Thursday, December 10, 2009

Households' balance sheet repair continues

According to the Federal Reserve, in just six months following the low of last March, households' net worth has increased by almost $5 trillion, or 10%. Household debt fell by almost $60 billion, the value of household real estate holdings increased by over $600 billion (yes, increased!), and thanks to a strong stock market and increased savings, households' financial assets increased by $4.2 trillion since last March.

Moreover, in the six month period ending Sept. '09, household disposable personal income rose by $235 billion, owner's equity in household real estate rose by nearly $1 trillion (yes, one trillion!), and owner's equity as a percentage of household real estate rose by 12%. This is an impressive and across the board improvement in key indicators of households' well-being. 

We've still got a ways to go to get back to where we were in 2007, but we're making excellent progress. That's one more thing to be thankful for as we approach the holiday season.


alstry said...

the value of household real estate holdings increased by over $600 billion (yes, increased!)

This number seems very difficult to believe.

The only houses that are really stabilizing in value are the ones on the low end....$0-$150K range.

In my neighborhood, homes are rountinely dropping in value $500k to $1MM and still not selling. The same is true for Palm Springs, Florida, AZ and many higher end areas across the nation.

Further, household wealth is also being destroyed by the collapse of value in commercial RE......a significant portion of American wealth is directly or indirectly invested in CRE.

Oh well, just more evidence of the Obama administration taking credit where no credit is due......

Scott Grannis said...

I would note that the Case-Shiller housing price index has been rising ever since March. We have seen the bottom in housing.

brodero said...

Not sure about the commercial real estate...there are 3.5 trillion
commercial real estate debt outstanding compared to 10.3 trillion in residential debt....also the commercial real estate transactions have tended to have lower LTV's that residential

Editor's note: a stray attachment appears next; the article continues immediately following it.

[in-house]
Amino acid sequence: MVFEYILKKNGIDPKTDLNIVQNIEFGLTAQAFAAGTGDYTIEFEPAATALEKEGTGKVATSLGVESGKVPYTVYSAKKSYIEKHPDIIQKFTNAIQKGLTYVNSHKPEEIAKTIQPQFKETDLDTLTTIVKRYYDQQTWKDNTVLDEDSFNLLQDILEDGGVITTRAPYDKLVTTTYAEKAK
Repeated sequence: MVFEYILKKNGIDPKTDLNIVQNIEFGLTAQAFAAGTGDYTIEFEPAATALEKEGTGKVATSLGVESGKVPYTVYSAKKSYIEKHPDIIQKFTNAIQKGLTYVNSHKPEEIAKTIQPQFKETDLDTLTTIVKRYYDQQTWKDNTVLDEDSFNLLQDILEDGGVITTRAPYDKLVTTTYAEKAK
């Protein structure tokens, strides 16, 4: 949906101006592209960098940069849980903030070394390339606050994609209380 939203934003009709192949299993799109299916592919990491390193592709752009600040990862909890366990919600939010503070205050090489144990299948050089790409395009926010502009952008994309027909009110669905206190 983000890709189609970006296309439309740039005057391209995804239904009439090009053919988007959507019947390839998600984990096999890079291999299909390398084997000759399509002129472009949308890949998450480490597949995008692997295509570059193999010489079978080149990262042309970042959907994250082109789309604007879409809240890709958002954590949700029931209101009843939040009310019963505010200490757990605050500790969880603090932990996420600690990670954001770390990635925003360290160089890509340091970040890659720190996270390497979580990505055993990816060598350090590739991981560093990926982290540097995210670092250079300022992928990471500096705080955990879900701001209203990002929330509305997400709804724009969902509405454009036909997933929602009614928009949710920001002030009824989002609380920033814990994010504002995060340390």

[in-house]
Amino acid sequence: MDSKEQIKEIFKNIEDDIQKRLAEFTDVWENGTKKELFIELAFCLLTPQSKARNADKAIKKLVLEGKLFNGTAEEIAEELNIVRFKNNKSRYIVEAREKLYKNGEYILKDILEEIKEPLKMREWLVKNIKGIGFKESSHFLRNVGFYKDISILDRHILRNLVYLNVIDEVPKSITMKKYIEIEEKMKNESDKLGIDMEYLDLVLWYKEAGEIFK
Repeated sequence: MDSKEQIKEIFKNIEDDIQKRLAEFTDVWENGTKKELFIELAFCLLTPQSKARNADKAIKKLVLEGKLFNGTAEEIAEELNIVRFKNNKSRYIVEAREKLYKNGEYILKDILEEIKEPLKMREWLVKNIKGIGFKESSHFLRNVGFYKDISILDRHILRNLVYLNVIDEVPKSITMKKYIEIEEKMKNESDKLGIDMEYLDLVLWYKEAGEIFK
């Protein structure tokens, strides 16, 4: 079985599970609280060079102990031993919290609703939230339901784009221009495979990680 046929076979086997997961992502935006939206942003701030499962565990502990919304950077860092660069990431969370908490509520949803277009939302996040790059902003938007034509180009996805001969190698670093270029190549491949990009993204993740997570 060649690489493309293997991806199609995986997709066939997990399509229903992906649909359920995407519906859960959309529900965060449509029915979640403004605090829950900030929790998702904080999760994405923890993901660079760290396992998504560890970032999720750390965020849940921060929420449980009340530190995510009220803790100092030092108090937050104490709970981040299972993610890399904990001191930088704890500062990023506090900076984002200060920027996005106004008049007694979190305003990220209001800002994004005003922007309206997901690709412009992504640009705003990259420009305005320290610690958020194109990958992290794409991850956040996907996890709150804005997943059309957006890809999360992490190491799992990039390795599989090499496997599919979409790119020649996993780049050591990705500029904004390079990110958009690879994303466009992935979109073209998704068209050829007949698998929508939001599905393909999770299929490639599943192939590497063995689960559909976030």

transactions....borrowers put more
skin in the game.

Scott Grannis said...

brodero: good points about CMBS. I would add also that the losses from Commercial Real Estate have already been taken, because the value of the securities backed by CRE loans plunged a long time ago in anticipation of the wave of defaults that is coming. I think most people overlook this very important fact. The only issue is whether the market has correctly anticipated the losses that are coming. My guess is that the market has probably overestimated those losses. Once burned, twice shy, as they say.

Public Library said...


I wonder what this chart would look like if you stripped out the top 5% and bottom 5% of households.

Is that possible to do?

Scott Grannis said...

I don't think it's possible. But is it really important to know how much wealth is controlled by different segments of the population? I would argue that the most important thing to know is how that wealth is deployed, and how it changes over time. Wealth only rises if investments are productive, productive investments are what raise standards of living.

Public Library said...

If say 50% of the increasing net wealth is controlled by 1,000 individuals who invest their wealth in derivative products, commodities, and other financial paper, while the rest of the net wealth is actually declining, are we becoming a more stable and helathy society?

I think the devil in the details are relevant to the overall health of our future economy.

Scott Grannis said...

Public: go back to my previous comment. If wealth is not being deployed productively, then of course we are not going to be better off. But that is not to say that derivatives per se are non productive. They can play a very important role in making markets efficient, and efficient markets are by nature conducive to productivity and rising living standards.

To date, what stands out from the GDP statistics is a huge increase in the productivity of labor. That is very positive.